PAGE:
Greencore, the company that supplied Asda with the beef bolognese sauce found to contain 4.8 percent horse DNA, says it is testing for other species in its beef products.
Nestle, the world's biggest food company, has removed beef pasta meals from sale in Italy and Spain after finding traces of horse DNA. Swiss-based Nestle, which just last week said its products had not been affected by the scandal, said its tests had found more than 1% horse DNA in two products.
Nestle withdrew two chilled pasta products:
- Buitoni Beef Ravioli and Beef Tortellini, in Italy and Spain
- Lasagnes a la Bolognaise Gourmandes, a frozen product for catering businesses produced in France, will also be withdrawn
Nestle says it is suspending deliveries of all products made using beef from a German subcontractor to one of its suppliers.
A majority of people say they are not worried about unknowingly eating horsemeat, with men being especially unconcerned, according to an ITV News Index poll conducted by ComRes.
- 27% of people said they think they have eaten horsemeat without their knowledge and are concerned about it.
- Women are more likely to be concerned than men: 30% of women, compared to 23% of men.
- 51% said they think they have probably eaten horsemeat but are not concerned about it.
- 58% of men reported being unconcerned about eating horsemeat, compared with 45% of women
On the principle of eating horsemeat in general, the public seem divided, and strong gender differences prevail.
- 44% said they do not mind eating horsemeat, as long as they knew what they are eating
- 46% said they did mind eating horsemeat
- 53% of men said they did not mind eating horsemeat, as long as they knew, whilst 56% of women said feel uncomfortable eating the meat
ComRes surveyed 2,050 people.
One third of the British public claim they are buying less meat from supermarkets as a result of the horsemeat scandal, whilst 12% of people say the revelations have made them consider giving up meat altogether, according to an ITV News Index poll carried out by ComRes.
- 35% of people said they are buying less meat as a result of the horsemeat scandal
- 22% of people said they have stopped buying meat from supermarkets altogether
- 12% said they are actively considering giving up meat as a result of the scandal
- Of the 12% who said they are considering giving up meat, 16% are women, and 9% are men
- 8% said the scandal has made them give up meat altogether, already
Public confidence in the food industry has been undermined by the horsemeat scandal, according to an ITV News Index poll carried out by ComRes.
- 31% of people said they were confident the meat they buy contains the ingredients stated on the label.
- 43% said they were not confident their meat product was correctly labelled.
- 36% of people said they thought the food industry was "generally trustworthy"
- 44% disagreed that the food industry was "generally trustworthy"
ComRes surveyed 2,050 people.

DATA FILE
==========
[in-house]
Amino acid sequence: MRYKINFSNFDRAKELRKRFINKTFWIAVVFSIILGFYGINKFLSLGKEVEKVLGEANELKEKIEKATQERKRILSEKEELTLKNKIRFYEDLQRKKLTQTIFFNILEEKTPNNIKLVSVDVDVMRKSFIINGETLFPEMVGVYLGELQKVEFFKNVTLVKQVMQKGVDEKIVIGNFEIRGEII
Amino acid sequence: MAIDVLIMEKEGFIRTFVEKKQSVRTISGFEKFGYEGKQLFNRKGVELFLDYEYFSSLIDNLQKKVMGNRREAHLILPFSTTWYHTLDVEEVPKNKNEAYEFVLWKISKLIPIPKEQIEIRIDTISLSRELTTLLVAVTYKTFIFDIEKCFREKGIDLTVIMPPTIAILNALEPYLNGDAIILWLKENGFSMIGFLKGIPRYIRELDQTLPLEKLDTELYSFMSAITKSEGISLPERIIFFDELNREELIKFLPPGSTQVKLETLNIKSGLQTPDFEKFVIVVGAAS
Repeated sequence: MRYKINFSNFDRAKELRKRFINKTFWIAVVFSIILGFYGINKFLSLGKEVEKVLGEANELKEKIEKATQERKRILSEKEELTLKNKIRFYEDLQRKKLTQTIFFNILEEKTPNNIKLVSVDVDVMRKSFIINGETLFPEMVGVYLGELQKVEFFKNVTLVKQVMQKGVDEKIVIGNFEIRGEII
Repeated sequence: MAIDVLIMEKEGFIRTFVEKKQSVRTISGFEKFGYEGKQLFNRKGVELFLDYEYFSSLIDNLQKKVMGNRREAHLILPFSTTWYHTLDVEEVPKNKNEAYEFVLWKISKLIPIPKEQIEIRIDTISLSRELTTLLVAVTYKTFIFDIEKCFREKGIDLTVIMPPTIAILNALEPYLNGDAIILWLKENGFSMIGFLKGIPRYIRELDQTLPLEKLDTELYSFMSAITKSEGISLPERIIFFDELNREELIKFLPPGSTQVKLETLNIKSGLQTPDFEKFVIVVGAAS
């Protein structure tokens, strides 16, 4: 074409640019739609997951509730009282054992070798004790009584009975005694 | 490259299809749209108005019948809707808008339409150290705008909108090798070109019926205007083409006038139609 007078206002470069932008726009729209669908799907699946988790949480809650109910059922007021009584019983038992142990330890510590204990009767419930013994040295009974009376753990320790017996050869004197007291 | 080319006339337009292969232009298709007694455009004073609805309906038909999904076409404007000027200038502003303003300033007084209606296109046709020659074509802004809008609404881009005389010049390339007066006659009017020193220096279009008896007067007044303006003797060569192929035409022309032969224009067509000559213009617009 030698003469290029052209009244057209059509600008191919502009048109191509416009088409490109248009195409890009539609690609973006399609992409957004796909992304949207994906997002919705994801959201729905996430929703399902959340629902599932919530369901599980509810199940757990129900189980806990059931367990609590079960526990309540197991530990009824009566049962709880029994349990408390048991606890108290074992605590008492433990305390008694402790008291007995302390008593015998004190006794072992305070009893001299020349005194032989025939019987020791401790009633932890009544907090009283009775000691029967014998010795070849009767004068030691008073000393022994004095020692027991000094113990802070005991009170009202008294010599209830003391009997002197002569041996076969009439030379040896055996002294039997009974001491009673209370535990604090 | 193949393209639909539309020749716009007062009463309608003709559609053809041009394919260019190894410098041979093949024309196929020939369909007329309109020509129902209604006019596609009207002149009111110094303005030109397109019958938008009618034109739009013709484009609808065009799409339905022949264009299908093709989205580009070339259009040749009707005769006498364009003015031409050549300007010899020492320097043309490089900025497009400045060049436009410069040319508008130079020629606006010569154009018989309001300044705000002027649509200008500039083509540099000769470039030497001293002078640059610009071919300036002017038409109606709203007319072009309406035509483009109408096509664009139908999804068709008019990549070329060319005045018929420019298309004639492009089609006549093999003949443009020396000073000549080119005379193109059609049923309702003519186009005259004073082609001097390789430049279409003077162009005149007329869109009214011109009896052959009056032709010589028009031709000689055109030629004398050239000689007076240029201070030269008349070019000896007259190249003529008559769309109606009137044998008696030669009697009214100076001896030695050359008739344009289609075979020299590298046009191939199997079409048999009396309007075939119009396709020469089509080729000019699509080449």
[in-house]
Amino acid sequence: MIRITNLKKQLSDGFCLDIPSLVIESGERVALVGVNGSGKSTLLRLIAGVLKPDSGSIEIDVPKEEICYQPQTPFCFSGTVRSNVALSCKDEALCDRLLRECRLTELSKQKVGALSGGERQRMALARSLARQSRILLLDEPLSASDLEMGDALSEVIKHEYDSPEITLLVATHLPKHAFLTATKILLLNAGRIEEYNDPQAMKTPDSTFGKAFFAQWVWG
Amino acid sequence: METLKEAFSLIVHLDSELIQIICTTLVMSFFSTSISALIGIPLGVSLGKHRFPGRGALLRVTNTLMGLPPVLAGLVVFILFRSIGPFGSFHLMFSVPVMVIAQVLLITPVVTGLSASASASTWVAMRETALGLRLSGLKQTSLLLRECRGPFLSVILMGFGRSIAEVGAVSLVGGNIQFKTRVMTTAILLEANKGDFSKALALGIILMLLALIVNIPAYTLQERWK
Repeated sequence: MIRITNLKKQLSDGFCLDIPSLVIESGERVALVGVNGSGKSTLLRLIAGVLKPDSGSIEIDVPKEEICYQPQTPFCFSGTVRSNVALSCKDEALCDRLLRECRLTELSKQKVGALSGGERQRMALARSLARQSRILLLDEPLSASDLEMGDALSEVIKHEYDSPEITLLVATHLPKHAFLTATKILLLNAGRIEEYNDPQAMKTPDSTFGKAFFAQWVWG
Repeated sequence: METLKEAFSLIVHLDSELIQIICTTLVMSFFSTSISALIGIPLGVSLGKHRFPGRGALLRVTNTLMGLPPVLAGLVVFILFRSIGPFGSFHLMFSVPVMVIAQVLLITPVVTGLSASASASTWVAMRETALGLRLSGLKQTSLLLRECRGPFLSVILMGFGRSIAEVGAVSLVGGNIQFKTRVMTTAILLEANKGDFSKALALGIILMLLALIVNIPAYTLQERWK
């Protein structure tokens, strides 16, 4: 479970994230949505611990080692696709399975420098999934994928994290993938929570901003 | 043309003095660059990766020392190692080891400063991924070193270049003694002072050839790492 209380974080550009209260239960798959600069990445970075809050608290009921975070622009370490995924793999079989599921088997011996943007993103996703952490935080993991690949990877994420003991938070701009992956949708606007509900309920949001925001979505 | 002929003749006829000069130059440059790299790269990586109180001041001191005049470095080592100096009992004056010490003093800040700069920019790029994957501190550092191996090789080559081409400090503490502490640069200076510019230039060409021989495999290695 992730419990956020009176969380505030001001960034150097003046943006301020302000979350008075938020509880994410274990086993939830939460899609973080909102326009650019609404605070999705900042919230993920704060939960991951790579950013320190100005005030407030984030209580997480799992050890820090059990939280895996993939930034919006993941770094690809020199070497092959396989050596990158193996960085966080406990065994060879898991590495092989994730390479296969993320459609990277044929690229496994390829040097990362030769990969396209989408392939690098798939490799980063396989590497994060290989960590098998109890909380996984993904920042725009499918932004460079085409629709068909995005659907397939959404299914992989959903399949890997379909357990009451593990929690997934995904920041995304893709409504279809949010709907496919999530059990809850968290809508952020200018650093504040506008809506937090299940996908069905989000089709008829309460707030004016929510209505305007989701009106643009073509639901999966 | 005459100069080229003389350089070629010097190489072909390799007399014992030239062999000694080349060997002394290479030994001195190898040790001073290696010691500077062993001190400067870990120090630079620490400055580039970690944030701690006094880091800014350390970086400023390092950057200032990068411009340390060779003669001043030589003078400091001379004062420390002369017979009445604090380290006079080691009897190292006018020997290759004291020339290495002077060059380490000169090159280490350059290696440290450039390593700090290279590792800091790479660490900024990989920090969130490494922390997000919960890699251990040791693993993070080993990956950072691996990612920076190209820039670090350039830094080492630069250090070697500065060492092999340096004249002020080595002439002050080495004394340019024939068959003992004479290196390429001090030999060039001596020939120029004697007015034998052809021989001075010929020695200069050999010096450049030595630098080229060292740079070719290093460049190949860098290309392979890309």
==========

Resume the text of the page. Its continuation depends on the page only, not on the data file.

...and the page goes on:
The Environment Secretary Owen Paterson met with retailers today to discuss how they can restore public confidence in beef in the wake of the horsemeat scandal.
The results from the remaining tests are expected on Friday and retailers have promised plans for more tests and stricter controls on food processing, but such tests are costly and it looks like consumers will be the ones to pay.
The Environment Secretary said he expects more test results on meat products by Friday as he confirmed investigations by Europol were well advanced.
Government ministers met with the European Union's law enforcement agency last Thursday.
Owen Paterson met with food retailers and trade bodies to discuss what was being done to restore consumer confidence following the horsemeat scandal. Tesco, Asda, Sainsbury's and Morrisons were among those at the meeting.
He said: "Today, the industry committed to work as hard as it can to get out the remaining results by Friday. They will be announced by the Food Standards Agency (FSA). Some may be completed the following week, considering the pressures on laboratory capacity."
Mr Paterson added: "The FSA instigated proceedings with Europol, and I was there last week, and we look forward to the results of those investigations.
"Not just here, where they are working very closely with a number of police forces, but also in very active investigations in France and other countries, which will now be coordinated through Europol."
Mr Paterson said he would be meeting with the food industry on a regular basis.
The Environment Secretary Owen Paterson has spoken after the meeting with supermarket bosses and representatives from the food industry on the horsemeat crisis:
Owen Paterson on #horsemeat: the industry is committed to working as hard as they can to get out the remainder of test results by Friday
Owen Paterson on #horsemeat: within the food industry there is an absolute determination to restore consumer confidence in their products